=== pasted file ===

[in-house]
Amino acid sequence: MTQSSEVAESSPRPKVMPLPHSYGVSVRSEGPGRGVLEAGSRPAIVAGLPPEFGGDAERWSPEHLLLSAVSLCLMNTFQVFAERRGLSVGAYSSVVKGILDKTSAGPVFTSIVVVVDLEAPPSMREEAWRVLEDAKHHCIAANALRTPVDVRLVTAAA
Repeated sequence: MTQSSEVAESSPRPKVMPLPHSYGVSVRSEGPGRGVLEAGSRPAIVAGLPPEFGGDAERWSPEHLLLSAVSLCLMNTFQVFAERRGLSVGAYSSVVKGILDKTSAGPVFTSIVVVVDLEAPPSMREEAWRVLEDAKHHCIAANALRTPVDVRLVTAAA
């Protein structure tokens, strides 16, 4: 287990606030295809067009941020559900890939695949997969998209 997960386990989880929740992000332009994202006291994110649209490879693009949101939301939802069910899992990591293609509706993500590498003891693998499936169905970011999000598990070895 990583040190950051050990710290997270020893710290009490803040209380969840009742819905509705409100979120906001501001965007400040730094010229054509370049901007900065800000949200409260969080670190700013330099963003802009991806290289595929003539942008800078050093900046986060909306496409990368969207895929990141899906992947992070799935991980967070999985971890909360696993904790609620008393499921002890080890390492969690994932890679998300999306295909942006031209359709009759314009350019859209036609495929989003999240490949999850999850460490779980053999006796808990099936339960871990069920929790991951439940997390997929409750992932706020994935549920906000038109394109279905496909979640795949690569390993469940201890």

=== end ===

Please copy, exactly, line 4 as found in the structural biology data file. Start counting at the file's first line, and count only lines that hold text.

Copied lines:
């Protein structure tokens, strides 16, 4: 287990606030295809067009941020559900890939695949997969998209 997960386990989880929740992000332009994202006291994110649209490879693009949101939301939802069910899992990591293609509706993500590498003891693998499936169905970011999000598990070895 990583040190950051050990710290997270020893710290009490803040209380969840009742819905509705409100979120906001501001965007400040730094010229054509370049901007900065800000949200409260969080670190700013330099963003802009991806290289595929003539942008800078050093900046986060909306496409990368969207895929990141899906992947992070799935991980967070999985971890909360696993904790609620008393499921002890080890390492969690994932890679998300999306295909942006031209359709009759314009350019859209036609495929989003999240490949999850999850460490779980053999006796808990099936339960871990069920929790991951439940997390997929409750992932706020994935549920906000038109394109279905496909979640795949690569390993469940201890």